New program aims to put books in the hands of Cobb’s low-income children.
By Haisten Willis
According to educational research group IEA (International Association for the Evaluation of Educational Achievement), 61 percent of low-income families have no books for children inside the home. While that may seem hard to believe, it’s a fact for households across the country, including here in Cobb County.
To combat this grim statistic and to help give more area children a head start on literacy, Ferst Readers has begun organizing in Cobb to raise funds and place one book per month in the homes of hundreds of area children. Ferst Readers is a nonprofit organization that promotes literacy and early learning success, and is committed to helping children enter school prepared to learn — with the hope of breaking the cycle of poverty and illiteracy. In the last 17 years, Ferst Readers has delivered over 4.8 million books to more than 250,000 children.
“Studies show that the more words a child hears before the age of five, the more successful they are in school,” says Debbie Ross, regional program coordinator with Ferst Readers. “A child’s brain is developed in the first three years, and what they take from there helps them be successful in life. If not having books in the home is the issue, Ferst wants to help.”
The way the program works is simple. A donation of $36 will pay for one book per month to be mailed to a local child for one year. Donations of $180 will pay for a child to receive one book per month from birth until their fifth birthday, at which time they’ll begin attending kindergarten. Among the books frequently distributed are traditional favorites such as “Goodnight Moon,” Where in the World is Henry?” and “Three Little Kittens.”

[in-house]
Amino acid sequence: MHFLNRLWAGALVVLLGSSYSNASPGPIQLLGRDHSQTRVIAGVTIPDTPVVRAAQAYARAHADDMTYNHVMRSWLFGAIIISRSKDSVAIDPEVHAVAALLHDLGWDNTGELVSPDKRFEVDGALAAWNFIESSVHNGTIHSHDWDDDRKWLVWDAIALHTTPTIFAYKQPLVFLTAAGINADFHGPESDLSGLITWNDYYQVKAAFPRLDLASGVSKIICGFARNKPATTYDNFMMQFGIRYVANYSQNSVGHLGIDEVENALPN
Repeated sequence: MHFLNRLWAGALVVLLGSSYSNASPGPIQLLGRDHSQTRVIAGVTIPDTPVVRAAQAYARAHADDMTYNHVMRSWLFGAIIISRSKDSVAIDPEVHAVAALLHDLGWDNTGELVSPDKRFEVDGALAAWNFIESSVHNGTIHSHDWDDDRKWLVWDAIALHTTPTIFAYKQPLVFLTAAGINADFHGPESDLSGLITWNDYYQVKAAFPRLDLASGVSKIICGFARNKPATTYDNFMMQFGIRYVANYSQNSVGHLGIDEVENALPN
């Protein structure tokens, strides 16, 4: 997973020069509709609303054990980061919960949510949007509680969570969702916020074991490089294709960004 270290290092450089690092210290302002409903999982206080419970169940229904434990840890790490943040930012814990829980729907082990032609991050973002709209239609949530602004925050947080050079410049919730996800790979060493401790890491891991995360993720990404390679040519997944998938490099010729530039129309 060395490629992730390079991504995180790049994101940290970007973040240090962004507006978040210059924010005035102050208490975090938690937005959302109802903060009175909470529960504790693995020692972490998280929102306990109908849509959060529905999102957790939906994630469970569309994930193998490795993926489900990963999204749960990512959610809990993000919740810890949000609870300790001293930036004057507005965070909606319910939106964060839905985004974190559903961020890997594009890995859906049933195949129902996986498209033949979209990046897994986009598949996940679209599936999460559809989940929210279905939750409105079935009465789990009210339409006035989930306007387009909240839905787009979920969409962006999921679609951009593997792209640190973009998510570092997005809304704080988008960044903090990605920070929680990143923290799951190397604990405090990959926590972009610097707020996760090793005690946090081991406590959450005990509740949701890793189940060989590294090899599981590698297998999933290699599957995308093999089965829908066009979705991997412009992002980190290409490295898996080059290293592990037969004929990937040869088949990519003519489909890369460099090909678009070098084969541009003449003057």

“While the program is new in Cobb, it already has a presence in the county. Ferst’s national distribution center, which mails out thousands of books across the country each month, is located in Marietta.
Ross said she can’t even remember learning how to read because she was taught at such a young age, and that her parents passed a love of reading down to her. She now aims to help spread the love of reading to other kids.
Ferst Readers is a literacy program built on the idea that strengthening the education of low-income or at-risk children eventually leads to higher employment, lower crime rates and fewer people in jail. The program was founded in 1999 by Georgia resident Robin Ferst after she witnessed a team of executives discuss the difficulty of finding employees who could read well enough to be hired. Two decades later, Ferst is adding Cobb to the list of places it serves.
Ross is a Polk County resident who initially got involved with the Ferst program through the local Rotary Club. To bring it to Cobb, she teamed with Powder Springs First Methodist Church Pastor Roger Vest, who serves as chair of the Cobb community action team. Vest’s role is to help raise funds, register children, and to handle the operation of the program in the county.
“With close to 50,000 children under the age of five years old in Cobb County, there is a huge opportunity to make an impact in the lives of our children and their families,” says Vest. “I love the simplicity of this program and the real impact that anyone can make in our community. One hundred percent of the money raised in Cobb County benefits Cobb County children.”